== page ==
A randomised controlled trial of high dose versus standard dose conformal radiotherapy for localised prostate cancer

What’s the safest and most effective dose of radiotherapy for men with prostate cancer?

What was this study about?

Radiotherapy is often given to men with prostate cancer. Newer methods of giving radiotherapy are being developed all the time. In the late 1990s, it became possible to give "conformal radiotherapy" in many centres across the UK. This meant that the radiotherapy beam could be better shaped, so that the prostate tumour would be irradiated, but the normal tissue surrounding the prostate would receive lower doses of radiation.

The RT01 trial investigated whether giving higher doses of radiotherapy would be safe and effective. RT01 was a randomised controlled trial.. Men who agreed to join the study were randomly allocated into one of two groups. Men in one group were given the standard dose of radiotherapy. Men in the other group received the higher dose.

What difference did this study make?

We found that giving men the higher dose of radiotherapy helped to better prevent prostate cancer coming back and reduced the need for additional hormone treatment later on.

Radiotherapy can cause short-term side-effects around the time that radiotherapy is given and longer-term side-effects many months after radiotherapy. In the short-term, we found that most people on each dose had bladder and bowel side-effects during radiotherapy. In both groups, the side-effects quite quickly improved after radiotherapy was finished.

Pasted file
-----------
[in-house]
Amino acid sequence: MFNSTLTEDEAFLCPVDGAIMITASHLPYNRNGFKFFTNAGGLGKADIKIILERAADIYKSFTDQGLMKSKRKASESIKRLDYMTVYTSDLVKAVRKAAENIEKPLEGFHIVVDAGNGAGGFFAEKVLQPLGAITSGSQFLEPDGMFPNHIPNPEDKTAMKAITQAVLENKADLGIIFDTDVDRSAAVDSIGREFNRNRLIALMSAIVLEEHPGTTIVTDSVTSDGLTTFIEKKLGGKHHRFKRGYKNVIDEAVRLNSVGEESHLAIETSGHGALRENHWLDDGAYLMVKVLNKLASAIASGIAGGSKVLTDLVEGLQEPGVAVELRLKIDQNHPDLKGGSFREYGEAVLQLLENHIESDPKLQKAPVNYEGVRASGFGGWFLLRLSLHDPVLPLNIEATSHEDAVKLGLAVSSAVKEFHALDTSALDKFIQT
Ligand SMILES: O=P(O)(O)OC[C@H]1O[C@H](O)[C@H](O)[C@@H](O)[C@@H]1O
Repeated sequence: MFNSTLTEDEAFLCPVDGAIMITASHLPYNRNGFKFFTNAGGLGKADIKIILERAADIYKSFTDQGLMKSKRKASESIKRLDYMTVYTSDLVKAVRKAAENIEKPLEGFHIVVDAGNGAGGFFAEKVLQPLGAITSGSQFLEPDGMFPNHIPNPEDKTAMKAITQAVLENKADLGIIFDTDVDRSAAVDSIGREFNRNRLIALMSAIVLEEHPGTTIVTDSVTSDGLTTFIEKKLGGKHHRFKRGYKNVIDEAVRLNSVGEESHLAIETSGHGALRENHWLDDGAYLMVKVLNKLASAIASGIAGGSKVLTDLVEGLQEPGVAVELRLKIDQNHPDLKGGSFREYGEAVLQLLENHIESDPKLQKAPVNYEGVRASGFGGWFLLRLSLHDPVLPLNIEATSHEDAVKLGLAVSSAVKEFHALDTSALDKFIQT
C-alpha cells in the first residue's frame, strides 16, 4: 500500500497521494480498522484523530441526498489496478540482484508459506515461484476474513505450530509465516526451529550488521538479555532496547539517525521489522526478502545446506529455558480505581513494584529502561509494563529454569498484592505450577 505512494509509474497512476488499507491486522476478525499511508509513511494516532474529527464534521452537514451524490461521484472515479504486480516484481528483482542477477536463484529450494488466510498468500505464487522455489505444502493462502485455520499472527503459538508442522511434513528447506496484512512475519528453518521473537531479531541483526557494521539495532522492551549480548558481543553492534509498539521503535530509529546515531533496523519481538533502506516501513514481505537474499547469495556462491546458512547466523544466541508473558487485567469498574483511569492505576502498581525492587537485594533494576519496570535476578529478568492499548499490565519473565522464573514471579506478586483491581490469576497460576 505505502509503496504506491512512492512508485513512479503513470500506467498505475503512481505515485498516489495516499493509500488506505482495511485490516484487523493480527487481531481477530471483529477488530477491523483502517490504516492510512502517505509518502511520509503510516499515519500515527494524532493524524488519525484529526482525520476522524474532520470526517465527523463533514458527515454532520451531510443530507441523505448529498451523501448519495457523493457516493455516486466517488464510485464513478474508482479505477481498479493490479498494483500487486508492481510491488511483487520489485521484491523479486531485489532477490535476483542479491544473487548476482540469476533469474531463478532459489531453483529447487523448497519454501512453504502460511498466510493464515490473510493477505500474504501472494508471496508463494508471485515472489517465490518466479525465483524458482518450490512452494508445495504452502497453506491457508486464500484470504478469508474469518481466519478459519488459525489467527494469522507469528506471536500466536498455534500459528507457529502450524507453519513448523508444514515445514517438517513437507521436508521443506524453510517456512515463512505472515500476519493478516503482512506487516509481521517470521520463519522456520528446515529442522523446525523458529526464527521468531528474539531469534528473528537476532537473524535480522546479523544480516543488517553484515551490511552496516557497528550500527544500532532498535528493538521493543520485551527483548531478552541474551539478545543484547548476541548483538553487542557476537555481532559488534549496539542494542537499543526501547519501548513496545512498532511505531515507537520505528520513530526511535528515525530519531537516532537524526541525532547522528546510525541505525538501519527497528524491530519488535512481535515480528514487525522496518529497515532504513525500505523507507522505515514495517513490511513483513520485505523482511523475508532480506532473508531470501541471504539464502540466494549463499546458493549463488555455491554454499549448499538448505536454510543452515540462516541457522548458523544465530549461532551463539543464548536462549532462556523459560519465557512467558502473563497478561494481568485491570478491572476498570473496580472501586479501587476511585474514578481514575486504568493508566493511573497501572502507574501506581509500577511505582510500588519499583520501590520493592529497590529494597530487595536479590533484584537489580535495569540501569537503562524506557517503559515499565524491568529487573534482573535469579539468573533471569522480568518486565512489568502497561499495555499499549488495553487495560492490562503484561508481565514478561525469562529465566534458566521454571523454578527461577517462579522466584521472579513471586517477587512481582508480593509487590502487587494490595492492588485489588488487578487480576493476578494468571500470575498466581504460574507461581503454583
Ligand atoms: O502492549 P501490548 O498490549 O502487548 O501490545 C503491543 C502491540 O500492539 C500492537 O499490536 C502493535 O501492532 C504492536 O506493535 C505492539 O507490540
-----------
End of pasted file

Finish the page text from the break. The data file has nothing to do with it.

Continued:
In the longer-term, we found that men who received the higher dose were more likely to continue to have problems with their bowels. Long-term bladder problems were the same for both groups of men. There was some evidence that general physical well-being was a little worse in the higher dose group.

This study has helped us to measure the risks and benefits of higher dose radiotherapy. Like all good treatments there are good sides, like the better cancer outcomes, and downsides, like the increased bowel problems. Overall, we believe that the benefits reported so far outweigh the risks for most men. In future, it’s likely that more men will be offered the higher dose of radiotherapy. Information from this study will help men to choose their treatment.

The findings were published in the Lancet Oncology Journal, you can read them here. 

Type of study

Randomised trial

Contact details


Who funded the study?

The Medical Research Council.

When did it take place?

The trial recruited patients between January 1998 and December 2001. The first results were published in 2007. Updated results were published in early 2014.

Where did it take place?

Hospitals throughout the UK and some hospitals in Australia and New Zealand.

Who was included?

862 men who had early stages of prostate cancer that had not spread to other parts of the body and who had chosen radiotherapy as their main treatment.